Imagine you are in a formal college and that you have the opportunity to take your classes within prison walls and that your classmates are incarcerated prisoners? The very innovative program The Inside-Out Prison Exchange Program through Temple University in Philadelphia, Pennsylvania brings college students together with incarcerated men and women to study together, as peers, only the college setting is behind prison walls.
Once a week, for an entire semester, 15-18 outside college students attend class in prison with a like number of prisoners. All of the participants, both outside and inside, work together on projects, reading from the same texts, writing the same papers, being equal in all discussion groups and, in the final month of the semester, the students work as one to complete a group class project.
Every human being – whether they reside behind bars or on the outside – has innate worth, a story to tell, experiences to learn from, and is an important and contributing member of the community.
One of the wonderful aspects of this program is that outside college students have a very unique opportunity to truly see what life is like behind prison walls and it is a great opportunity for prisoners to be able to learn from college students attending a premier university and to be able to share their stories.
To quote from the The Inside-Out Prison Exchange Program mission statement: “Education in which we are able to encounter each other, especially across profound social barriers, is transformative and allows problems to be approached in new and different ways. Inside-Out’s mission is to create opportunities for people inside and outside of prison to have transformative learning experiences that emphasize collaboration and dialogue and that invite them to take leadership in addressing crime, justice, and other issues of social concern.”
Staff at the Inside-Out Center have specific goals in mind while developing the course curriculums for this unique venture.
• Provide leadership, training, and technical assistance to college and university instructors to create working partnerships between schools and correctional institutions.
• Develop support for the program in prison systems and schools across the country by reaching out to educators and prison administrators. • Advocate for greater educational opportunities for incarcerated and formerly incarcerated individuals.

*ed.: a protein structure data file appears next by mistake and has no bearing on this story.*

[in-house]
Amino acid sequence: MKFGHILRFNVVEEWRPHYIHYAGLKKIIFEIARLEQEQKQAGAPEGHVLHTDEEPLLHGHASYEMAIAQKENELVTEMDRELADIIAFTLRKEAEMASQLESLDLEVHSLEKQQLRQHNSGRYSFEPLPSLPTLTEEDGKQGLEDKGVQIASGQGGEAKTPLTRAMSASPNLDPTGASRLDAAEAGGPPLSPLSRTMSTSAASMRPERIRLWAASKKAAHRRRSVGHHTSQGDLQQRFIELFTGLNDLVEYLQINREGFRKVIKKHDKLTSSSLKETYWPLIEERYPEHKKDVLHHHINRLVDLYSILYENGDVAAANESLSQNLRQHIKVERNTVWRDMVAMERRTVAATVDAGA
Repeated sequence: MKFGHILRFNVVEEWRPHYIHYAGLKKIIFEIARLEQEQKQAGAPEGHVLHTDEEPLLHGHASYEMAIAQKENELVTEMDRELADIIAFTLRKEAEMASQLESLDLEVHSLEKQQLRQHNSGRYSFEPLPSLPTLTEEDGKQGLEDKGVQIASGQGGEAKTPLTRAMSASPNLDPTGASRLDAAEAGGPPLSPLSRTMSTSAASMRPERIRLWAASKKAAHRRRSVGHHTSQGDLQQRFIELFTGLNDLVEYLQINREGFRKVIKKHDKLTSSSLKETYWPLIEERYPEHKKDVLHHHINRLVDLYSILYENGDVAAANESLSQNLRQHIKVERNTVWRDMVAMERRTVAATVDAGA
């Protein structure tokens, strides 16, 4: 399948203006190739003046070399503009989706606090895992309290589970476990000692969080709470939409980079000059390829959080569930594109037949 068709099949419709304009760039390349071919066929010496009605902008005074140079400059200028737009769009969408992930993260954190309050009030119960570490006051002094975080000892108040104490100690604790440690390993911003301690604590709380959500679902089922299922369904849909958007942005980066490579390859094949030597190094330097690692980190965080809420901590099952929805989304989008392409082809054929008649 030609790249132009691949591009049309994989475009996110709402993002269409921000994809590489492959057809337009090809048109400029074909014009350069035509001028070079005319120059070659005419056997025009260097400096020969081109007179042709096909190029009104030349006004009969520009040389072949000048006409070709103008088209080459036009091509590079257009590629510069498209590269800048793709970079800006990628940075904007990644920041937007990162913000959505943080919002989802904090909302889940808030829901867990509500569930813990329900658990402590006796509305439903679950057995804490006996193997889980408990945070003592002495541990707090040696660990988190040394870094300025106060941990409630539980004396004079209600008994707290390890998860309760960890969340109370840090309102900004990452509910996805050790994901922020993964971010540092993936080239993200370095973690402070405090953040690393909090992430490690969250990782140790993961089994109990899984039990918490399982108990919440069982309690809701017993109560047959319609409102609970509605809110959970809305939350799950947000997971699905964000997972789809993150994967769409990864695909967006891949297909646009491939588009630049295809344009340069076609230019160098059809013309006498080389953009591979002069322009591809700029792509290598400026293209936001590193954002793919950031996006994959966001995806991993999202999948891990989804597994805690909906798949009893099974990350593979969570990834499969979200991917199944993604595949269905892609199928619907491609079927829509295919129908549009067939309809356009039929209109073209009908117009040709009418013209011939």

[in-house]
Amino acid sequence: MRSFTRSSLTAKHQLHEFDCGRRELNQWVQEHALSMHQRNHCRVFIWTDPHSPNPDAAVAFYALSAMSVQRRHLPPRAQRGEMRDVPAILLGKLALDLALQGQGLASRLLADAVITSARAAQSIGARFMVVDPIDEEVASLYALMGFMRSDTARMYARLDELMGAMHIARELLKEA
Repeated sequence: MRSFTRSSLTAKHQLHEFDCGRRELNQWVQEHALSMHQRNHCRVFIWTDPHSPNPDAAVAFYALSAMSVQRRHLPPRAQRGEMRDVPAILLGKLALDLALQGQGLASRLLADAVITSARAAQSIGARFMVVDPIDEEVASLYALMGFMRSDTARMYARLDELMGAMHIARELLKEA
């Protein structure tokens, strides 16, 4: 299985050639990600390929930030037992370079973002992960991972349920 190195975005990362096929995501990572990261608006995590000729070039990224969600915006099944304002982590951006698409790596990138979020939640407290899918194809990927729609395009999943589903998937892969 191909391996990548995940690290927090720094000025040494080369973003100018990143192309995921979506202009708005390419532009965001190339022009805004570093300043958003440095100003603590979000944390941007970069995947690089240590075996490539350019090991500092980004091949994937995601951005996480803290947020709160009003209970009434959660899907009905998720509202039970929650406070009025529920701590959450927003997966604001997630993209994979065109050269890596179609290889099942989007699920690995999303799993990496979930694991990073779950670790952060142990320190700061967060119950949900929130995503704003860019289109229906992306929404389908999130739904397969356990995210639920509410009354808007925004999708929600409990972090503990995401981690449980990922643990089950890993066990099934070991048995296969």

Inside-Out educators also have specific goals.
• Create classroom communities of incarcerated and college students who examine social issues together, so that they may have a challenging and transformative experience of critical thinking, collaborative problem-solving, and civic engagement.
• Make post-secondary education more available to incarcerated and formerly incarcerated men and women.
• Assist non-incarcerated college students, particularly those pursuing careers in criminal justice and social services, in seeing men and women who have been convicted of crimes as potential partners and leaders in addressing social problems.
• Encourage all participants’ commitment to civic engagement in addressing social problems.
• Encourage each group of Inside-Out students to develop class projects that have the potential to make a difference in the real world.
And alumni from Inside-Outside work diligently to create:
• Organize and participate in ongoing local “think tanks” composed of Inside-Out alumni and instructors who meet regularly inside jail or prison to work on and carry out their own projects.
•The Graterford Think Tank, established in 2002 at the State Correctional Institution at Graterford in Pennsylvania, hosts workshops on issues of crime and justice for members of the local community and advises and partners with the Inside-Out Center in training new instructors and supporting the national program.
• As other think tanks form across the country, a national network of alumni will have the capacity to coordinate larger-scale social change projects.
The Inside-Out Prison Exchange Program was founded in 1997 by a prisoner named Paul who is serving a life sentence in Pennsylvania. His vision was to create an educational space where two divergent groups could create and maintain open dialogues regarding root issues of crime, criminal justice, and through this, hopefully create long-lasting change and advocacy for prisoners and the prison system.
The philosophy of this program has several components and seeks to advance higher education programs in prison that:
1) are broad-based
2) have few barriers to entry from the viewpoint of colleges and instructors
3) are financially self-sustaining
4) attract correctional administrators already convinced of the value of education and who are seeking ways to provide it
5) create a growing constituency of those in community who support prison education
What makes The Inside-Out Prison Exchange Program such a unique and special prison education program is the interaction and exchange of college students from the outside and inside prisoner students learning equally and together.